kiss the frog
When I was in Washington State for Christmas last year and only had internet access for a half an hour a day or so, the only blog I read every time I logged on was Balls and Walnuts. This man can excite you with sci fi, bitch out Bush, fix your kid's ear infection, review romance novels, and make a kick ass pesto...so of course he's married. Nevertheless, a true renaissance man.
His post will make you angry, and will make you think. That is so sexy.
I'm honored to have him here today. -BG
The Mexican Question
For some folks, genocide is just another tool in the toolbox. On April 27, Nashville radio talk show host Phil Valentine recommended that Border Patrol Agents shoot illegal immigrants, and the crowd cheered. (Hat tip to Tennessee Guerilla Woman.)
That's a lot of shooting, but they don't call it the "white man's burden" for nothing. No one said turning America into an Aryan nation would be easy.
Genocide has a long if not proud history here in the States. Let's give a passing nod to the liquidation of Native Americans, our most successful genocidal campaign, something no doubt fondly remembered by the people who wish the same for "Islamofascists," i.e., any practicing Moslem -- people like Michael Savage:
In April 2006 Savage, a Bronx-born Jew, called for the murder of 100 million muslims, saying ""intelligent people, wealthy people...are very depressed by the weakness that America is showing to these psychotics in the Muslim world. They say, ‘Oh, there’s a billion of them’…. I said, ‘So, kill 100 million of them, then there’d be 900 million of them.’ I mean...would you rather us die than them?...Would you rather we disappear or we die? Or would you rather they disappear and they die? Because you’re going to have to make that choice sooner rather than later.” (Quoted in Wikipedia.)
Asshole. The fact that he looks like a hairy version of my grandpa nauseates me. The fact that any Jew could blithely call for genocide makes me want to scream.
Okay, Hoffman, calm down, get back on topic.
Yes, let's stick to a discussion of homegrown genocide, the kind that doesn't require a trip overseas, the kind that will rely on an army of pistol-packin' Minutemen (which my wife pronounces my-NOOT-men) itching to shoot anything nonwhite and warmblooded. And why shouldn't the Minutemen fulfill their destiny? They have history on their side.
In 1845, President James Polk ordered General Zachary Taylor to move his forces into disputed territory near the Rio Grande (disputed by the Americans, that is). Taylor arrived in March 1846. By April 1846, Polk's move achieved its desired effect: not one, but two lethal incidents occurred, involving the deaths of Taylor's men. The Mexicans had supposedly drawn first blood, and now the US could claim the moral upper hand. From Polk's speech to Congress: "But now, after repeated menaces, Mexico has passed the boundary of the United States, has invaded our territory and shed American blood upon the American soil . . ." American soil being a dubious claim at best.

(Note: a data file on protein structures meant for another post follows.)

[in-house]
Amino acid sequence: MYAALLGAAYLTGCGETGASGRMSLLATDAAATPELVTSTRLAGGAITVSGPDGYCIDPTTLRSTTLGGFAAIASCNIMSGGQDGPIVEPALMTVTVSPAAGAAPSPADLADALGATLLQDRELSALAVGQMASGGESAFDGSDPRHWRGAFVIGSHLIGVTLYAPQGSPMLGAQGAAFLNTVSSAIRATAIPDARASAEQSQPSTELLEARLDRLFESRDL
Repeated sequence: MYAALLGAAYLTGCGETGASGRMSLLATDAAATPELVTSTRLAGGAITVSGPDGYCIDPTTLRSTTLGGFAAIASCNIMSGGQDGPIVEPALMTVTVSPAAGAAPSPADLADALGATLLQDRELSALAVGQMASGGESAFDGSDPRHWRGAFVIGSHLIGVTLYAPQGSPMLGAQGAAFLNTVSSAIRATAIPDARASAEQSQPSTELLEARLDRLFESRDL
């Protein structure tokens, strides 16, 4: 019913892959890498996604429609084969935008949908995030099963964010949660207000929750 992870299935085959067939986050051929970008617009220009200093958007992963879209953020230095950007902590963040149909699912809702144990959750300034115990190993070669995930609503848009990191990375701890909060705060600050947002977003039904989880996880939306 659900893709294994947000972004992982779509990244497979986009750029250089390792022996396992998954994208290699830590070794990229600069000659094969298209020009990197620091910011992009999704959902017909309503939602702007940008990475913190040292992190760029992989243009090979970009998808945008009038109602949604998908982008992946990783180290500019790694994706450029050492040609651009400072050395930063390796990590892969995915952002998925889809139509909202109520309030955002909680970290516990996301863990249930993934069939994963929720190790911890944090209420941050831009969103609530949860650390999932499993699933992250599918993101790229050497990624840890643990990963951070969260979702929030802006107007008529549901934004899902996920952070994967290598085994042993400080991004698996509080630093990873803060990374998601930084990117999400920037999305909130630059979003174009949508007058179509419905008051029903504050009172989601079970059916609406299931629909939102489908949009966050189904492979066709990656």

Despite the opposition of the antislavery Whigs (who feared a southwestern land-grab would only add to the South's power), Congress voted overwhelmingly in favor of war. Public support was spotty, but public opposition was spottier still. According to Howard Zinn,
The churches, for the most part, were either outspokenly for the war or timidly silent. Generally, no one but the Congregational, Quaker, and Unitarian churches spoke clearly against the war.
However, as always, certain strident voices made themselves heard. A writer in the American Review, the Michael Savage of his day, "talked of Mexicans yielding to 'a superior population, insensibly oozing into her territories, changing her customs, and out-living, out-trading, exterminating her weaker blood . . .'" The New York Herald made it sound like a good thing: ". . . we believe it is part of our destiny to civilize that beautiful country." And God, of course, loved the idea of conquest, too: "That the redemption from 7,000,000 of souls from all the vices that infest the human race, is the ostensible object . . . appears manifest." (All quotes from Howard Zinn's A People's History of the United States, linked above.)
What followed was a relatively short but bloody war, with heavy losses on both sides. Despite the successful land grab, the historical outcome was by no means blissful. The Mexican-American war increased internal tensions over slavery, ultimately leading to the American Civil War, the most deadly war in US history, where 620,000 Americans died.
We now have an escalating war of rhetoric against illegal dark-skinned immigrants, a cold war which may soon heat up. American Aryans fear their soon-to-be-minority status. How afraid are they? When will their racism become more bold, and when will it translate into lethal action? Is it that far-fetched to imagine it spilling over to encompass our legal Hispanic citizens?
Is it that far-fetched to imagine another American Civil War -- this time, a race war?